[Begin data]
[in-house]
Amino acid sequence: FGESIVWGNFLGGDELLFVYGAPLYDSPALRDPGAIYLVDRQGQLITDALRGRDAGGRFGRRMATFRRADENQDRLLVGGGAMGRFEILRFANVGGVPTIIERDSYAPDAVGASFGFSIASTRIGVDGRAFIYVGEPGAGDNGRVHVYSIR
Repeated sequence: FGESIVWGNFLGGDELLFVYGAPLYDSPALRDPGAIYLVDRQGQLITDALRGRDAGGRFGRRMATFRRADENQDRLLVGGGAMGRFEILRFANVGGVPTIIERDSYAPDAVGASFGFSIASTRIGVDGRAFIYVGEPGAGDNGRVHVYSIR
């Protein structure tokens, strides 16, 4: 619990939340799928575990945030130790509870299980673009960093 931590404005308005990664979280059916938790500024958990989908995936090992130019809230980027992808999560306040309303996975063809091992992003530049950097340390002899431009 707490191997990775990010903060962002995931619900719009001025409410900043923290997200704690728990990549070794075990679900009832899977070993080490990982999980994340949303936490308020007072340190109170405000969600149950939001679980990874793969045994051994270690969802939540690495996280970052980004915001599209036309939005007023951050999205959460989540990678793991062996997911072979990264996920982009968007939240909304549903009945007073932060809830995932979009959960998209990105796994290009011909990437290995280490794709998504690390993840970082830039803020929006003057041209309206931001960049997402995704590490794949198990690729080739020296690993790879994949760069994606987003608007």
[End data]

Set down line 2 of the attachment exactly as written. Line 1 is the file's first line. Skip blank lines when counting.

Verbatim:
Amino acid sequence: FGESIVWGNFLGGDELLFVYGAPLYDSPALRDPGAIYLVDRQGQLITDALRGRDAGGRFGRRMATFRRADENQDRLLVGGGAMGRFEILRFANVGGVPTIIERDSYAPDAVGASFGFSIASTRIGVDGRAFIYVGEPGAGDNGRVHVYSIR